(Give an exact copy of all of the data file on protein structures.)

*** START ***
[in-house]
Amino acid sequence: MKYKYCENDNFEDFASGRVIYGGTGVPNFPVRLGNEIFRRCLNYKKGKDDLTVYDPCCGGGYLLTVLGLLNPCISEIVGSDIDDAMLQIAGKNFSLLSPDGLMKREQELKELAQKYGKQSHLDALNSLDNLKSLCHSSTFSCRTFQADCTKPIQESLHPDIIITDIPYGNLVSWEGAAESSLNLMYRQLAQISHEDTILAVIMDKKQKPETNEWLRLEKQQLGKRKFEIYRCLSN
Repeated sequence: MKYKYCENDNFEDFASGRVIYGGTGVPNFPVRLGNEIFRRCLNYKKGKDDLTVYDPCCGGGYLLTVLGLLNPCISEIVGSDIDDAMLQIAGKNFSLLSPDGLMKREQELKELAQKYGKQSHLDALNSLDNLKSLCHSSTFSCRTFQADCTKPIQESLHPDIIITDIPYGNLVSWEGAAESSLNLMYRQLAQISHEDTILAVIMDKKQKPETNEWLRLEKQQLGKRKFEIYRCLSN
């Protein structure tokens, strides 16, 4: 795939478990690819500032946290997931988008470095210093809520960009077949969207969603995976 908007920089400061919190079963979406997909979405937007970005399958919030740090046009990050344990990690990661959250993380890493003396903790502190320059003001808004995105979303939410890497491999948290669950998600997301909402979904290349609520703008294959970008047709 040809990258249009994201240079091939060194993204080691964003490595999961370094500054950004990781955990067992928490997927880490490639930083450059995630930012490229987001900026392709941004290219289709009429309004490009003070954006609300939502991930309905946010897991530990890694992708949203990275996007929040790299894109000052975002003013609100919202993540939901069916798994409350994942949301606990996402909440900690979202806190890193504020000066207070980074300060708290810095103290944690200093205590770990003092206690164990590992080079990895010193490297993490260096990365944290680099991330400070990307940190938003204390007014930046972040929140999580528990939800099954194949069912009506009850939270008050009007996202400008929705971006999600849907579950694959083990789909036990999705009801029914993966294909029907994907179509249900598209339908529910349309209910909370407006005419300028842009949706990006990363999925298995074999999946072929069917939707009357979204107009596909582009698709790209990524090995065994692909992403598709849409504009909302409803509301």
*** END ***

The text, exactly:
[in-house]
Amino acid sequence: MKYKYCENDNFEDFASGRVIYGGTGVPNFPVRLGNEIFRRCLNYKKGKDDLTVYDPCCGGGYLLTVLGLLNPCISEIVGSDIDDAMLQIAGKNFSLLSPDGLMKREQELKELAQKYGKQSHLDALNSLDNLKSLCHSSTFSCRTFQADCTKPIQESLHPDIIITDIPYGNLVSWEGAAESSLNLMYRQLAQISHEDTILAVIMDKKQKPETNEWLRLEKQQLGKRKFEIYRCLSN
Repeated sequence: MKYKYCENDNFEDFASGRVIYGGTGVPNFPVRLGNEIFRRCLNYKKGKDDLTVYDPCCGGGYLLTVLGLLNPCISEIVGSDIDDAMLQIAGKNFSLLSPDGLMKREQELKELAQKYGKQSHLDALNSLDNLKSLCHSSTFSCRTFQADCTKPIQESLHPDIIITDIPYGNLVSWEGAAESSLNLMYRQLAQISHEDTILAVIMDKKQKPETNEWLRLEKQQLGKRKFEIYRCLSN
């Protein structure tokens, strides 16, 4: 795939478990690819500032946290997931988008470095210093809520960009077949969207969603995976 908007920089400061919190079963979406997909979405937007970005399958919030740090046009990050344990990690990661959250993380890493003396903790502190320059003001808004995105979303939410890497491999948290669950998600997301909402979904290349609520703008294959970008047709 040809990258249009994201240079091939060194993204080691964003490595999961370094500054950004990781955990067992928490997927880490490639930083450059995630930012490229987001900026392709941004290219289709009429309004490009003070954006609300939502991930309905946010897991530990890694992708949203990275996007929040790299894109000052975002003013609100919202993540939901069916798994409350994942949301606990996402909440900690979202806190890193504020000066207070980074300060708290810095103290944690200093205590770990003092206690164990590992080079990895010193490297993490260096990365944290680099991330400070990307940190938003204390007014930046972040929140999580528990939800099954194949069912009506009850939270008050009007996202400008929705971006999600849907579950694959083990789909036990999705009801029914993966294909029907994907179509249900598209339908529910349309209910909370407006005419300028842009949706990006990363999925298995074999999946072929069917939707009357979204107009596909582009698709790209990524090995065994692909992403598709849409504009909302409803509301």